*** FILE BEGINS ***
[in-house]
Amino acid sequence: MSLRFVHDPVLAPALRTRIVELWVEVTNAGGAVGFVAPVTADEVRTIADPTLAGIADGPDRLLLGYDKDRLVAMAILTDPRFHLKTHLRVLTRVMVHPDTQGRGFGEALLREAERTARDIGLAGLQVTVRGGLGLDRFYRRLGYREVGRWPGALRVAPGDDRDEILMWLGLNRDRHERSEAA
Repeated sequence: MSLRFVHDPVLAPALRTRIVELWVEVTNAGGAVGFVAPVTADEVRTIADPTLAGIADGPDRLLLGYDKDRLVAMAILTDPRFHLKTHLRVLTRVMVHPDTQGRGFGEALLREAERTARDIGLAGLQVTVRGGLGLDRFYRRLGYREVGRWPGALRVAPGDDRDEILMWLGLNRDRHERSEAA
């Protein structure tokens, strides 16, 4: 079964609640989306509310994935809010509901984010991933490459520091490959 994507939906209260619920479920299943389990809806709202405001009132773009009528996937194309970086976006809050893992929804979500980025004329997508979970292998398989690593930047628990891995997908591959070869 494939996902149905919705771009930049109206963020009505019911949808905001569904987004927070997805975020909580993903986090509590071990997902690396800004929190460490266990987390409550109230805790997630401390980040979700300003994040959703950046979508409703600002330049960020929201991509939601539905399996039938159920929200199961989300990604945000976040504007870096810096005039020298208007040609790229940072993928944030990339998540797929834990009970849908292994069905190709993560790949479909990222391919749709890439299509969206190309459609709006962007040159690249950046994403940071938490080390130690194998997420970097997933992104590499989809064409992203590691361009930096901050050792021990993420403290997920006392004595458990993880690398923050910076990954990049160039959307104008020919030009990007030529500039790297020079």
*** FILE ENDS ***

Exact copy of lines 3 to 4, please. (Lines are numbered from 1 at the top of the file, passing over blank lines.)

Repeated sequence: MSLRFVHDPVLAPALRTRIVELWVEVTNAGGAVGFVAPVTADEVRTIADPTLAGIADGPDRLLLGYDKDRLVAMAILTDPRFHLKTHLRVLTRVMVHPDTQGRGFGEALLREAERTARDIGLAGLQVTVRGGLGLDRFYRRLGYREVGRWPGALRVAPGDDRDEILMWLGLNRDRHERSEAA
């Protein structure tokens, strides 16, 4: 079964609640989306509310994935809010509901984010991933490459520091490959 994507939906209260619920479920299943389990809806709202405001009132773009009528996937194309970086976006809050893992929804979500980025004329997508979970292998398989690593930047628990891995997908591959070869 494939996902149905919705771009930049109206963020009505019911949808905001569904987004927070997805975020909580993903986090509590071990997902690396800004929190460490266990987390409550109230805790997630401390980040979700300003994040959703950046979508409703600002330049960020929201991509939601539905399996039938159920929200199961989300990604945000976040504007870096810096005039020298208007040609790229940072993928944030990339998540797929834990009970849908292994069905190709993560790949479909990222391919749709890439299509969206190309459609709006962007040159690249950046994403940071938490080390130690194998997420970097997933992104590499989809064409992203590691361009930096901050050792021990993420403290997920006392004595458990993880690398923050910076990954990049160039959307104008020919030009990007030529500039790297020079």